NFL Draft hints at what Sean Payton expects Broncos defense to look like in 2023, beyond

If all goes well for the Broncos in 2023, they will not have to rely extensively on Drew Sanders, their third-round linebacker selection.

Under new defensive coordinator – and former Denver head coach – Vance Joseph, Denver has an inside linebacking group that features the productive returning duo of Josey Jewell and Alex Singleton plus fourth-year man Jonas Griffith, a starter until he sustained a season-ending foot injury in 2022.

In discussing why the Broncos took him at No. 67 overall, head coach Sean Payton provided the most extensive glimpse yet into how he evaluates players on that side of the ball and, perhaps, what to expect from Joseph’s unit in 2023.

“We see our schemes very similar to a year ago,” Payton said of how Joseph will play. In 2022, of course, Denver had one of the NFL’s best defenses over the first half of the season under coordinator Ejiro Evero until trades, injuries and a stagnant offense finally wore the group out down the stretch.

In drafting Sanders – a 6-foot-4, 235-pounder who had 103 tackles and 9.5 sacks for Arkansas last year – along with third-round cornerback Riley Moss and sixth-round safety JL Skinner, Payton also provided a look at how they plan on the defense looking.

Consider the head coach’s assessment of Sanders as “a prototype” at inside linebacker.

“If you want to be more specific, the ‘Mike’ linebacker plays, generally speaking, to the tight end,” he said.

Sanders’ eventual, potential role doesn’t end there.

“We have a tag called ‘pressure player’ and to check it, you’ve got to be unique in regard to rushing the passer,” Payton said. “Sometimes, linebackers are pressure players. In New Orleans, Demario Davis, we felt he was a pressure player because when we blitzed him a percentage of the time, he could affect the quarterback.

“We’ve had a lot of linebackers that were really good players that weren’t pressure players. That’s not their first job description. I think (Sanders) fits into that position where he’s a pressure player. His production on the quarterback (last fall) would suggest that.”

Sanders isn’t the only Broncos draft pick that can play in multiple roles. Skinner, for example, may begin his career as a special teams player and role player – though the safety position does look like an open competition next to Justin Simmons – but at 6-4 and 210 pounds, he’s got the length and range to man different parts of the field.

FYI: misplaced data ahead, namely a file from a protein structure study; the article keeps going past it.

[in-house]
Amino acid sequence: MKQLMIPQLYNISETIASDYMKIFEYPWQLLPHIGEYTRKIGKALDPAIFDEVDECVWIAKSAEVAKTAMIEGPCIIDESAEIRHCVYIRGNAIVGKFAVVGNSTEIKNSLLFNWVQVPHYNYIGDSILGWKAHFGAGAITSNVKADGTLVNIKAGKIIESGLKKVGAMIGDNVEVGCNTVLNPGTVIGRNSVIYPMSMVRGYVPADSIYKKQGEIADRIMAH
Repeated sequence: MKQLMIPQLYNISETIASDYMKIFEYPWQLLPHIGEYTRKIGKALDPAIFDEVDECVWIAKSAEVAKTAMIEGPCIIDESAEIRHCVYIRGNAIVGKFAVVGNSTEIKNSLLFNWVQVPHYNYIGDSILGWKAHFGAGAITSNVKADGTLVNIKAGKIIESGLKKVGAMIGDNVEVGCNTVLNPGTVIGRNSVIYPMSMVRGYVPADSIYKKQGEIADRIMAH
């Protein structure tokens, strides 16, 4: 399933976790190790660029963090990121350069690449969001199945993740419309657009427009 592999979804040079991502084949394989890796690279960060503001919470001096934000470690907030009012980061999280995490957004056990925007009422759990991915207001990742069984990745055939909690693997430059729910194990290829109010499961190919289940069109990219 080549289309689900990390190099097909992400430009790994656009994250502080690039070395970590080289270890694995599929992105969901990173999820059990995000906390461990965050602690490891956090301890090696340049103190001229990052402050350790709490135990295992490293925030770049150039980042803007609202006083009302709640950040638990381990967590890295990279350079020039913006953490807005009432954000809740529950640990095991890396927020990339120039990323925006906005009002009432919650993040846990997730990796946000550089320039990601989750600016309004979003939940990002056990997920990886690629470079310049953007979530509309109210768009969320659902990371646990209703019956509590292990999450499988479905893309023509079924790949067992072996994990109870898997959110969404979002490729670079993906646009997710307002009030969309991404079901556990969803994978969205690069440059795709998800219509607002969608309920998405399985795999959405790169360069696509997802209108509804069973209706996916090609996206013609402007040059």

“I’d say I do a lot of work in the box — my school had me rotating down into the box a lot, so just depending on the situation and what the Denver Broncos want me to do,” he said Saturday. “But I have experience down (in the box).”

Paton called Skinner “a fun watch” on film, adding “The thing that really sticks out is his physicality and playing downhill in the run game. You see that all over the tape.”

“That was kind of our little joined-at-the-hip player that we just kept looking at,” Payton added. “When this process takes place, you have certain players that you gravitate to. His length is something that stood out.”

Neither Sanders nor Skinner is rated as a prospect in the same realm as former Cardinals first-round pick Isaiah Simmons, but they each have big frames and now will be coached by Joseph, who was tasked with maximizing what Simmons could do as something of a positionless player in Arizona.

“He spent three or four years in college just being a football player,” former Cardinals assistant Brenston Buckner said. “Let’s put him in situations where all that athleticism can show. … HIs talent, that got him drafted in the top 10, is always in display.”

If that sounds familiar, it’s because Payton has made it clear his philosophy is similar: Figure out exactly what a player can do and don’t ask him to do more than that.

“If you’ve got a guy that’s less talented than Pat Surtain, you don’t ask him to do the stuff that Pat does,” said Buckner, referencing Denver’s All-Pro cornerback. “You ask him to be great at what he does while keeping your five-star guys as your five-star guys.”

That’s what the selections of Sanders, Moss and Skinner look like: Additions of players who may be impact guys down the road, but for now free up stars to do what they do best. If Moss can be trusted as a rookie, the Broncos may feel better about moving Surtain around rather than keeping him planted outside all the time. If Sanders can provide some pass-rush punch, that makes life easier for Zach Allen, Randy Gregory and others.

If he and Skinner are core special teams players as rookies, all the better.

Given that the Broncos were never going to be able to get up into the first round to access the top-end talents in the draft — “Thursday night was tough,” Paton said of watching the action — the best they were going to do in the draft is identify some puzzle pieces.

Now it’s Joseph’s job to make them all fit together.

“You can see that Vance has a great understanding of how to attack protections, being able to do a great job of playing their leverages and coverages, doing a great job of picking his spots to activate pressure,” Los Angeles Rams coach Sean McVay said last month at the NFL’s spring ownership meetings. “And I also think Vance does a great job of understanding his players. You can see the way he was able to utilize (safety) Budda Baker and Isaiah Simmons or even J.J. Watt.”

Joseph has talent to work with. Now the process begins in earnest of trying to put the pieces together.

“I love being a part of a defense where everyone does their job, everyone knows what they’re doing, and they fly around and make plays,” Moss said. “That’s exactly what Denver does. I’m excited to be a part of that.”

Want more Broncos news? Sign up for the Broncos Insider to get all our NFL analysis.

Source: Read Full Article